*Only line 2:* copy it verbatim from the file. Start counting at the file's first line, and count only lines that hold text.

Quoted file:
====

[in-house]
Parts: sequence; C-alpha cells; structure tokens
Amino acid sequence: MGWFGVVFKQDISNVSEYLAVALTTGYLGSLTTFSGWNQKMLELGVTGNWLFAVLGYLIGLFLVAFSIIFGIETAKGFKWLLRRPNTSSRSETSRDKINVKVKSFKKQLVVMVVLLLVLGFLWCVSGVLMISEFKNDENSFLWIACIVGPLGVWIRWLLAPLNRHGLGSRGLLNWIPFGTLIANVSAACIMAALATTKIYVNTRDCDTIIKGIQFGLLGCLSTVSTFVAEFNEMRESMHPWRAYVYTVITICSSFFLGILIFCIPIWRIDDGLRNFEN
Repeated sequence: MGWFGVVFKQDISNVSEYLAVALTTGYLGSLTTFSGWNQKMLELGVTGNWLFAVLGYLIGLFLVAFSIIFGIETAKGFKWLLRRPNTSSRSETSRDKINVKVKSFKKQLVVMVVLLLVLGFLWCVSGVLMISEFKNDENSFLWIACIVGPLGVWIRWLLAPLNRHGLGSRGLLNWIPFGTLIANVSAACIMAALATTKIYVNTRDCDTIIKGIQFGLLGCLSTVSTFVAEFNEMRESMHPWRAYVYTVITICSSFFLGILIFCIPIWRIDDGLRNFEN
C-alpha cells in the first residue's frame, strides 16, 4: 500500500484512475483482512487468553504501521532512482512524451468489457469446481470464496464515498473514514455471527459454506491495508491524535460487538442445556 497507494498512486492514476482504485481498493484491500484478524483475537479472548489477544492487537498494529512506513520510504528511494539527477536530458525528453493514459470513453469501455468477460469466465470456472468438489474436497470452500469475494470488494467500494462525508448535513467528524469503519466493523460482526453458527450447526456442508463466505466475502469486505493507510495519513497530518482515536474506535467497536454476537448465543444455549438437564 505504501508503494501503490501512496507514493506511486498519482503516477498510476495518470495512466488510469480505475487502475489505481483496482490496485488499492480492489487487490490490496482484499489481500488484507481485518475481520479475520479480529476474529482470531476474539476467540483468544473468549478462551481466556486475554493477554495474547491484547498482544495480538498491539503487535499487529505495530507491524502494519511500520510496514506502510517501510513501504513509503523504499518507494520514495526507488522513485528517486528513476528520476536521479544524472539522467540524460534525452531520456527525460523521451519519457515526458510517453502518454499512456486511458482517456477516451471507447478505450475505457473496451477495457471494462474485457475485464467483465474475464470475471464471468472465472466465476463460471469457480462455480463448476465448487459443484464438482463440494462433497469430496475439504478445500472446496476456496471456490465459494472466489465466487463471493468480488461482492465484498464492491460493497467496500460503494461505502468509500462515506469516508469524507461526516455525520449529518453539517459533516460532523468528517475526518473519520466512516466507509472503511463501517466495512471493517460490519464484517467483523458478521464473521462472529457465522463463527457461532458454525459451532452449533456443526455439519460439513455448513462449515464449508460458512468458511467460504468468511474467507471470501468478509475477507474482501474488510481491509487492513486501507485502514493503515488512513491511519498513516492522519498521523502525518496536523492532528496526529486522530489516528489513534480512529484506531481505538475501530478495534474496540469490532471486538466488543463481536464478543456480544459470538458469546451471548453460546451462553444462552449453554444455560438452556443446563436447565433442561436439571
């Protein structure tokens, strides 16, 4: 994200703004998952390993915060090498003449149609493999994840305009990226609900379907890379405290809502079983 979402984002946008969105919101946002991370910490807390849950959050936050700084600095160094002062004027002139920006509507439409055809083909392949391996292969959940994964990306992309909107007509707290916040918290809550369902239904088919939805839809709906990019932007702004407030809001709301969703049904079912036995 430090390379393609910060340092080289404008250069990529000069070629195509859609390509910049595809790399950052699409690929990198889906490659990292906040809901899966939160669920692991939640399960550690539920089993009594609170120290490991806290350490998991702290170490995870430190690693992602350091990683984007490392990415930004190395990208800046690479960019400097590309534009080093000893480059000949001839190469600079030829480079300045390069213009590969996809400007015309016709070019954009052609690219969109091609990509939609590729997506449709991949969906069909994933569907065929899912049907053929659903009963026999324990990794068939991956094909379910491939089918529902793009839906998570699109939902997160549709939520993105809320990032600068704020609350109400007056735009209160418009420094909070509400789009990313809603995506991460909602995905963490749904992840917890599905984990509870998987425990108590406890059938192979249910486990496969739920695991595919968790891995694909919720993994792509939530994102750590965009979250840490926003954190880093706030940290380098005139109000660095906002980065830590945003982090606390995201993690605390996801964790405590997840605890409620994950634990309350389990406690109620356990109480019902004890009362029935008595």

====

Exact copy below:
Parts: sequence; C-alpha cells; structure tokens